Figure 3 shows an app that has gone overboard with different types of input devices—offering a slider, a scrolling wheel, and stepper controls for the same input field. Still, it provides a good example of the range of input options you can use to avoid error-prone typing.
Write Good Exception Messages
Okay, I actually do display messages occasionally to indicate that something has gone wrong. This is unavoidable because of system failures, disconnects from networks, and such. However, most of the messages I write aren’t for user-induced errors, but processing exceptions in some part of a system. So I call these exception messages. My rules for exception messages are as follows:
Make people notice the message.
Don’t put them in the way; instead, stay in context.
Make sure the message is clear.
Help users resolve the problem.
While some forms use inline messaging, most apps and Web sites still have terrible, terrible error messaging. However, MailChimp does a great job with error messaging, as shown in Figure 4.
MailChimp follows the rules I’ve just outlined:
They display a prominent message, above the content, so it is noticeable whatever the user does.
The message is present on the screen at the same time as the form. Users can refer to it when they’re trying to fix the issue.
The message uses clear, unambiguous, human-readable terminology. The icon even makes it clear that the Web site won’t let the user do something, without implying actual danger.
They detect the problem—in this case, a bad username—and offer a link to let the user fix it.
Now, don’t let me leave you thinking that building better exception messages would solve all your problems. Try not to generalize these solutions too much. Avoid making them patterns for good error handling. Continuing to promulgate user interface–design and interaction-design solutions to address what are actually architectural issues just gives us permission to keep exposing our customers to bad user experiences.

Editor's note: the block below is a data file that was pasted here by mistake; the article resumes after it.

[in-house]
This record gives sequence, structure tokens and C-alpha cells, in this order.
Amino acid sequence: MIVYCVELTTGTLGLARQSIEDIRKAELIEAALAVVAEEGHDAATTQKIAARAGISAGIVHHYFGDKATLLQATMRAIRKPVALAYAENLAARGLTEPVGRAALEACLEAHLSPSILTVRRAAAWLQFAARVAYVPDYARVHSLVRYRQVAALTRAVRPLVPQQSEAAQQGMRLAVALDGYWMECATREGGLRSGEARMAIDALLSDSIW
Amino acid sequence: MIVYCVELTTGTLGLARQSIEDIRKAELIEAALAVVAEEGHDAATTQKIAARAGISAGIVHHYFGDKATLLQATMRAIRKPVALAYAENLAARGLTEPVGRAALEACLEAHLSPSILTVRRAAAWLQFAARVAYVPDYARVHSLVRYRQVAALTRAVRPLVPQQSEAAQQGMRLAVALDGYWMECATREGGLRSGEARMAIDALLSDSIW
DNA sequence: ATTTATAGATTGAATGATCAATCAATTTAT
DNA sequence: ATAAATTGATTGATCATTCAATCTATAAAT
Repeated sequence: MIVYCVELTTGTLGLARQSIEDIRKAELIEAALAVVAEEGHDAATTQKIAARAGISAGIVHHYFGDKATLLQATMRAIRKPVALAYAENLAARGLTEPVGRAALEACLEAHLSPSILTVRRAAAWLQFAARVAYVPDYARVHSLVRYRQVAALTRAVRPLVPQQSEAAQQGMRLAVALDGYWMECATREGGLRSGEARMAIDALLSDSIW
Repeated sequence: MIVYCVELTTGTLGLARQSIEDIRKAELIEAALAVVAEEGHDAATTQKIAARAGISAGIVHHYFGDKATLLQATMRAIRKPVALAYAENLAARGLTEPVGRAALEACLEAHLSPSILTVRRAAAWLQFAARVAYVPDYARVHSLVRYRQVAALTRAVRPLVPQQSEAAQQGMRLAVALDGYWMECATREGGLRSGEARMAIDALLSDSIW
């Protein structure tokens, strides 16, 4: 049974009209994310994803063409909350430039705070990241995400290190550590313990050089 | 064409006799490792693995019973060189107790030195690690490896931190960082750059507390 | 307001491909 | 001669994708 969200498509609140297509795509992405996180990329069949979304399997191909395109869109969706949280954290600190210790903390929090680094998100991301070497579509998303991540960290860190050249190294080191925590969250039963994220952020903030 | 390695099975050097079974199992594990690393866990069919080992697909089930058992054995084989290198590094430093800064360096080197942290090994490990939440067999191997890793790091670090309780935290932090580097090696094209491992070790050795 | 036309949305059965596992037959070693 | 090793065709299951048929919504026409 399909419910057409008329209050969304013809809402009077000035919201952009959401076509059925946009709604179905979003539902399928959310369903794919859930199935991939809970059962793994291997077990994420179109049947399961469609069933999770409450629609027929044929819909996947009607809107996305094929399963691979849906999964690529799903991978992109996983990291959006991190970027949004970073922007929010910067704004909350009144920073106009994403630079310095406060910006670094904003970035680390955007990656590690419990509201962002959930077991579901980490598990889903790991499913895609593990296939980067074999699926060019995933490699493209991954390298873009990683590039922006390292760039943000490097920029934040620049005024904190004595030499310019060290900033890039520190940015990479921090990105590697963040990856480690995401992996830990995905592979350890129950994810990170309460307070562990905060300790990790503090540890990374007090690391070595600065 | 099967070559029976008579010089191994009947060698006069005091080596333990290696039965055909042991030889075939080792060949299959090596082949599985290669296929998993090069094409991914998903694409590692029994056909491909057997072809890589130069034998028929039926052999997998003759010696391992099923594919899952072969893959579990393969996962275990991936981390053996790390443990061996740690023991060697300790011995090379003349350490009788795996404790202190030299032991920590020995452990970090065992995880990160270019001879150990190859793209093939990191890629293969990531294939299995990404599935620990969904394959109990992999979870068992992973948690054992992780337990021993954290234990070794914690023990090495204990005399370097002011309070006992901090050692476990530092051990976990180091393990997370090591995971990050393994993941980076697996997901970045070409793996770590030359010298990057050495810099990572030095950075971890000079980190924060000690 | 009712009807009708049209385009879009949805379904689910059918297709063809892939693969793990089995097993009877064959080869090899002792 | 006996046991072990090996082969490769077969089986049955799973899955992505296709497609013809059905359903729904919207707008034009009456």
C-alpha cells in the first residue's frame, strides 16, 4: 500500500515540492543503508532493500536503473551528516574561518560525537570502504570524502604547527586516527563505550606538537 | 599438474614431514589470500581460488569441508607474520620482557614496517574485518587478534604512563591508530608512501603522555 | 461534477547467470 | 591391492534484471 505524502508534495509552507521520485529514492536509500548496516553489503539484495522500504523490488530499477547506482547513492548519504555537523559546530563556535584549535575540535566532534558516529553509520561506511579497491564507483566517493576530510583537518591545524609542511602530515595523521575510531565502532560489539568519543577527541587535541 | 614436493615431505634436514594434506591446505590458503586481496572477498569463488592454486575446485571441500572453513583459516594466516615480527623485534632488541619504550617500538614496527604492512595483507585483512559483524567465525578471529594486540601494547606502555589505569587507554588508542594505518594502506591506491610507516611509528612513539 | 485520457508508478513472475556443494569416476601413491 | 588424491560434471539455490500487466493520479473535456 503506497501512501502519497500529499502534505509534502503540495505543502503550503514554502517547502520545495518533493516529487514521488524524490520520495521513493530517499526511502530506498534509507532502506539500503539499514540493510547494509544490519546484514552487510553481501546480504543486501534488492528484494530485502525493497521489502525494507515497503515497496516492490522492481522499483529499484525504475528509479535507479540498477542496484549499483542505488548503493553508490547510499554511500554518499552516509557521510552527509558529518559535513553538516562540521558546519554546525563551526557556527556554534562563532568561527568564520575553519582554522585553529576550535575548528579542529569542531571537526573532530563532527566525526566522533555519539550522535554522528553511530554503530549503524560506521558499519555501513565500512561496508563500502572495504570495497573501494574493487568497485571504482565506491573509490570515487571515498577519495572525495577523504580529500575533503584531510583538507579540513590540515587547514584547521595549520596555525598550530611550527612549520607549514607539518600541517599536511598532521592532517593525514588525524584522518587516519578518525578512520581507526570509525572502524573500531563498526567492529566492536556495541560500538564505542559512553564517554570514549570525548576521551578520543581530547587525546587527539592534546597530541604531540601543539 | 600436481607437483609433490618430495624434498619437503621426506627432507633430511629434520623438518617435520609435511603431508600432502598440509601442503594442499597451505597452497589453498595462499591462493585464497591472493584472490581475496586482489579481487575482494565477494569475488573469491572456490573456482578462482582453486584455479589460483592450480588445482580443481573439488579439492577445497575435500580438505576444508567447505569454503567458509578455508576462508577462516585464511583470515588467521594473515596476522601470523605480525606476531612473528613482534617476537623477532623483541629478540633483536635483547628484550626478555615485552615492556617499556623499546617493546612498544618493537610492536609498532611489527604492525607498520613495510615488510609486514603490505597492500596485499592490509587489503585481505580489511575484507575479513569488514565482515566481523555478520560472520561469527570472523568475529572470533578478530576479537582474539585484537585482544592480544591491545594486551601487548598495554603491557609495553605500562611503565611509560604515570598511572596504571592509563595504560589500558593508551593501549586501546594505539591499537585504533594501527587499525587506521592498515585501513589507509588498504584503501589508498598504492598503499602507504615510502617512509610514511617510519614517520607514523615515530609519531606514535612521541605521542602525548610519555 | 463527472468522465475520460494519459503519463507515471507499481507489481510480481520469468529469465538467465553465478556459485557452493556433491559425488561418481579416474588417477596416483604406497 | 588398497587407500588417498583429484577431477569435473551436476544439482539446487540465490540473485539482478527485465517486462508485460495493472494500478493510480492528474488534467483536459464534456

Whenever you can, remember to plan your task flows and the overall structure of your products and services to ensure that the system works regardless of how people might use it. Plan for failure, imprecision, and the unexpected. Design your user interfaces and interactions to prevent errors and enable the user. Of course, we should always consider users—but be sure to consider users at every level of a system’s design. System constraints and common practices should never override the needs of people.
For all of his 15-year design career, Steven has been documenting design process. He started designing for mobile full time in 2007 when he joined Little Springs Design. Steven’s work includes Designing by Drawing: A Practical Guide to Creating Usable Interactive Design, the O’Reilly book Designing Mobile Interfaces, and an extensive Web site providing mobile design resources to support his book. Steven has led projects on security, account management, content distribution, and communications services for numerous products, in domains ranging from construction supplies to hospital record-keeping. His mobile work has included the design of browsers, ereaders, search, Near Field Communication (NFC), mobile banking, data communications, location services, and operating system overlays. Steven spent eight years with the US mobile operator Sprint and has also worked with AT&T, Qualcomm, Samsung, Skyfire, Bitstream, VivoTech, The Weather Channel, Bank Midwest, IGLTA, Lowe’s, and Hallmark Cards. He is currently User Experience Architect with diesel engine maker Cummins, in addition to running his own interactive design studio at 4ourth Mobile. Read More